GRACE'S MUSINGS: I'm still a work-in-progress
I’ll always be a work-in-progress. It’s only logical – after all, can you envisage reaching a point where you can say: “I’m officially perfect”? For me, there will always be room for improvement, a need to work on myself – whether that means trying to be kinder, taking better care of my health, or just making time for a manicure every now and again.
I’ve recently turned 56 and – as you’ve probably noticed – birthdays always make me a bit philosophical. So how do I feel on the inside, numbers notwithstanding? In many ways, not that different to how I felt in my thirties and forties: young at heart. I’m certainly proud of everything I’ve achieved with my business. I’m proud, too, of the wisdom I’ve accrued (even if I don’t always feel very wise), the confidence I’ve gained and the PRO AGE philosophy I’ve espoused.
But there’s also something about 56 that just sounds older. It’s made me think hard about my attitude – as well as that of society – to ageing. There’s still so much pressure for us, as women, to look a certain way, and it’s made me reflect – particularly as a PRO AGE campaigner – on the politics, as well as the emotions, around treatments too.
Transparency around this stuff is important. So often we can become judgmental when we think someone has had “work done”, but if we were a bit more honest, it might lay some of the stigma to rest.
So, in full disclosure – I recently had the opportunity to have some work done with renowned Dr Amy Bibby at Harley Street's at Skin Consultancy, and who I interviewed for this month’s In Conversation With ... I wanted to explore what it would mean to mean to me – not so much how it would look, but how it would make me feel.
I’ve had Botox, fillers around my jawline, lips and nose, and a Profhilo treatment, which is “beneath the skin” hyaluronic acid moisturising therapy. It all adds up to a bunch of little tweaks – and the funny thing is, not a single person has noticed.
What were the results? Well for one, I got rid of my angry resting face. My nose is less crooked and my skin is glowing. Overall, I look fresher and less tired, but if you ask how it’s made me feel, I’d be lying if I didn’t say – amazing. In a strange way I feel more me and less invisible. Interestingly, it has been in a professional context that I’ve felt it the most – almost ageless against the subliminal negative age-stereotypes that are so often portrayed in the workplace.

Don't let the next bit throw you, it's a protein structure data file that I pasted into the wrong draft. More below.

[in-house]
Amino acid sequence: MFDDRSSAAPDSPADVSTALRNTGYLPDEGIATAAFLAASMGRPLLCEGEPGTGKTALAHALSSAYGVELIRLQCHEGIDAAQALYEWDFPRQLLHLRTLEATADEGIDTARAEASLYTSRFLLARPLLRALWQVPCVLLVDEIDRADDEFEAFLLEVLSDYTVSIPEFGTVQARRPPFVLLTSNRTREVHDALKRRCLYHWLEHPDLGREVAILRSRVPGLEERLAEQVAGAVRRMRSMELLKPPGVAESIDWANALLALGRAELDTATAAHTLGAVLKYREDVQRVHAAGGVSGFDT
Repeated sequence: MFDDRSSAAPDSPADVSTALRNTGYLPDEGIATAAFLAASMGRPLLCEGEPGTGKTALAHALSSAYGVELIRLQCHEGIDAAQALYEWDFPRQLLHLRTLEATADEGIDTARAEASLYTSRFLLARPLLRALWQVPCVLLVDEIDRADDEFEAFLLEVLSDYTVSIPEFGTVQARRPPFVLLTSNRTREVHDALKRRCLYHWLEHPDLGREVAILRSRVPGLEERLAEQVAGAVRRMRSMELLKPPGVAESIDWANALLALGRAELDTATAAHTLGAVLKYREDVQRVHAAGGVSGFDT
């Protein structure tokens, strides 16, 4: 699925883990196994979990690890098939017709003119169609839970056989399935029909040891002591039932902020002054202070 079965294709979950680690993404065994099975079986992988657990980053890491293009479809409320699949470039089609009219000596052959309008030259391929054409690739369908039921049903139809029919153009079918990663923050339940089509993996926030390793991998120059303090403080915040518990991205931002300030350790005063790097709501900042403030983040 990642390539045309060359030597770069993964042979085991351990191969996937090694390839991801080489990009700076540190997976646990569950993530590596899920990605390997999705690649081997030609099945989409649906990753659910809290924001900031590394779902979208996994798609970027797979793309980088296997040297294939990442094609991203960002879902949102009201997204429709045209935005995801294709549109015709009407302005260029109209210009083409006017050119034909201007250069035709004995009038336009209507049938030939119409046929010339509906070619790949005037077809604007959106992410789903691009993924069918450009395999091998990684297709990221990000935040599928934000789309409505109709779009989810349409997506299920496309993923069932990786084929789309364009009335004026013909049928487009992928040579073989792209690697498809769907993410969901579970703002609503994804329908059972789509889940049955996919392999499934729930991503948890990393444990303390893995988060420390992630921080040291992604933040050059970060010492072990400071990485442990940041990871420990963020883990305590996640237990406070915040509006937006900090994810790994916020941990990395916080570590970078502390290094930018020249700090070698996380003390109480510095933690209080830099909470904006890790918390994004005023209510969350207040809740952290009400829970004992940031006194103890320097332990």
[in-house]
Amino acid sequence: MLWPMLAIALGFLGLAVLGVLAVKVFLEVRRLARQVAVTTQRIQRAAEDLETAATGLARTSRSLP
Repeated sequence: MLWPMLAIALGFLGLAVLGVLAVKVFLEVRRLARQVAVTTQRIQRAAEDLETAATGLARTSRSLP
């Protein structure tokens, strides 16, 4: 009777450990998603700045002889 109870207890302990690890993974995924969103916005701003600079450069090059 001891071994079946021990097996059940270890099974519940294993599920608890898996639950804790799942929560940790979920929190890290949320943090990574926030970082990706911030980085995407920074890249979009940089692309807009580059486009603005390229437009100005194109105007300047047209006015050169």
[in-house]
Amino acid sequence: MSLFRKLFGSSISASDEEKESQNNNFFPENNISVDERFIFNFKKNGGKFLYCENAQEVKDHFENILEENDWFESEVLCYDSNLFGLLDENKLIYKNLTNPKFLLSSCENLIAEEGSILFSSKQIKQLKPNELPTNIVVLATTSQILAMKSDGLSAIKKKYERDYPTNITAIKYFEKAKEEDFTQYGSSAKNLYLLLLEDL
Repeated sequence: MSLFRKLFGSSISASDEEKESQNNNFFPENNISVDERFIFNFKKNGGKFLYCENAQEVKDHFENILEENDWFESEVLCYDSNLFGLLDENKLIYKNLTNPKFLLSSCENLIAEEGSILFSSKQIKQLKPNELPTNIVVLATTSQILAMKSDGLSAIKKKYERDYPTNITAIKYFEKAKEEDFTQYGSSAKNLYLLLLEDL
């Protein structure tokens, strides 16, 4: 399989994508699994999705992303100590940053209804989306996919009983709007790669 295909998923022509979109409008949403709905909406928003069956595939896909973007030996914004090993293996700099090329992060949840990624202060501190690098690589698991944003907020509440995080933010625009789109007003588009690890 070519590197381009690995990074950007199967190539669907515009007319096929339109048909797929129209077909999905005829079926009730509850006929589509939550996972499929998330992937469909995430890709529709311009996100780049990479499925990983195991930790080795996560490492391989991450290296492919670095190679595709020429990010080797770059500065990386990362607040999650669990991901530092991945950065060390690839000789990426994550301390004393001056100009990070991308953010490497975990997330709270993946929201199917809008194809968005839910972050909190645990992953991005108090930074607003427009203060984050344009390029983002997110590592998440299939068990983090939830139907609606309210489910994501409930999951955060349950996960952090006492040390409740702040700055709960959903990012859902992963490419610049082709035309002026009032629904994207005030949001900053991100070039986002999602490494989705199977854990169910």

To tweak or not to tweak has always been a big question for us here at Studio10, and I’m constantly challenging my own rhetoric on this stuff. Does altering the way we look mean a lack of self-acceptance when it comes to ageing? I honestly don’t think so. For me, it’s more about how I see myself – and how I want to be seen. Equally, I’m well aware that I’m also feeding into that narrative that we, as women, must look better at any cost.
What does ‘growing old gracefully’ really mean? Is it about embracing the natural ageing process, wrinkles and all, or is there room for us to do Botox, fillers, and even surgery, without feeling like we’re selling out? Even though the intention may not be to make us look younger but, rather, like the very best version of ourselves?
In the end, I can only conclude that how we tackle the aesthetic issues around ageing is a matter of personal choice (though some are obviously more financially privileged than others and so have more options available to them). There’s no right or wrong way to age. That’s one of the principles on which Studio10 was founded. For my own part, I want to be able to age authentically, while still looking great. Not great ‘for my age’, just great, full stop.
So let’s celebrate where we’re at, be confident about who we are – and if that means doing fillers, dyeing our hair or even just wearing make-up, we should go right ahead and do it. The point at which we draw the line is different for each and every one of us. I suspect that most of you, like me, are constantly rethinking your ideas on beauty and ageing, and I applaud that. We must never diminish our value as women – society does that for us all by itself.
Age does not define us. It’s who we are that does. So you do you – whatever that feels like. We’re all just a work-in-progress, after all.